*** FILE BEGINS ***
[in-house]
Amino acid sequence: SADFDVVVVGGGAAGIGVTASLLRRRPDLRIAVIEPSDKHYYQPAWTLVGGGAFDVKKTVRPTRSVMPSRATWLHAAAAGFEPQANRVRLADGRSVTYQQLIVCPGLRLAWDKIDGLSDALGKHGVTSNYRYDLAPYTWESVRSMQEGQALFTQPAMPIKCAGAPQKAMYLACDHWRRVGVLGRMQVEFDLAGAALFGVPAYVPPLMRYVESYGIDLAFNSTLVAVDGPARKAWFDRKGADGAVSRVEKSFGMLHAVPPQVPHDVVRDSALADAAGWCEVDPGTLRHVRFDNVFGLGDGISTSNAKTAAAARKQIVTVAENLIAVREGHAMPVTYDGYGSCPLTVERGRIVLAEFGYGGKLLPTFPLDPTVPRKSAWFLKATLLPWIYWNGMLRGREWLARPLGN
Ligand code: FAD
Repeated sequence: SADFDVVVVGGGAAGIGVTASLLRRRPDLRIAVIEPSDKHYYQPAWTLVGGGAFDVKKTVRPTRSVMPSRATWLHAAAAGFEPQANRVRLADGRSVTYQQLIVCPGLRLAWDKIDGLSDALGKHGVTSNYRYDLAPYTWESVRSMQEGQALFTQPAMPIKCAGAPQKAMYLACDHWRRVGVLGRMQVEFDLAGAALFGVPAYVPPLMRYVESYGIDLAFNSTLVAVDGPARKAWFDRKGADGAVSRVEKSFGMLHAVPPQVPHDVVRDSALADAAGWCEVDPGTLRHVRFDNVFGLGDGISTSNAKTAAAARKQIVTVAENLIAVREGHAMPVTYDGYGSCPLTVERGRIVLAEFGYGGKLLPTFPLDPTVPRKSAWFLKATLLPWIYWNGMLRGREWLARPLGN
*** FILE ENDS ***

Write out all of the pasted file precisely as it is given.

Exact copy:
[in-house]
Amino acid sequence: SADFDVVVVGGGAAGIGVTASLLRRRPDLRIAVIEPSDKHYYQPAWTLVGGGAFDVKKTVRPTRSVMPSRATWLHAAAAGFEPQANRVRLADGRSVTYQQLIVCPGLRLAWDKIDGLSDALGKHGVTSNYRYDLAPYTWESVRSMQEGQALFTQPAMPIKCAGAPQKAMYLACDHWRRVGVLGRMQVEFDLAGAALFGVPAYVPPLMRYVESYGIDLAFNSTLVAVDGPARKAWFDRKGADGAVSRVEKSFGMLHAVPPQVPHDVVRDSALADAAGWCEVDPGTLRHVRFDNVFGLGDGISTSNAKTAAAARKQIVTVAENLIAVREGHAMPVTYDGYGSCPLTVERGRIVLAEFGYGGKLLPTFPLDPTVPRKSAWFLKATLLPWIYWNGMLRGREWLARPLGN
Ligand code: FAD
Repeated sequence: SADFDVVVVGGGAAGIGVTASLLRRRPDLRIAVIEPSDKHYYQPAWTLVGGGAFDVKKTVRPTRSVMPSRATWLHAAAAGFEPQANRVRLADGRSVTYQQLIVCPGLRLAWDKIDGLSDALGKHGVTSNYRYDLAPYTWESVRSMQEGQALFTQPAMPIKCAGAPQKAMYLACDHWRRVGVLGRMQVEFDLAGAALFGVPAYVPPLMRYVESYGIDLAFNSTLVAVDGPARKAWFDRKGADGAVSRVEKSFGMLHAVPPQVPHDVVRDSALADAAGWCEVDPGTLRHVRFDNVFGLGDGISTSNAKTAAAARKQIVTVAENLIAVREGHAMPVTYDGYGSCPLTVERGRIVLAEFGYGGKLLPTFPLDPTVPRKSAWFLKATLLPWIYWNGMLRGREWLARPLGN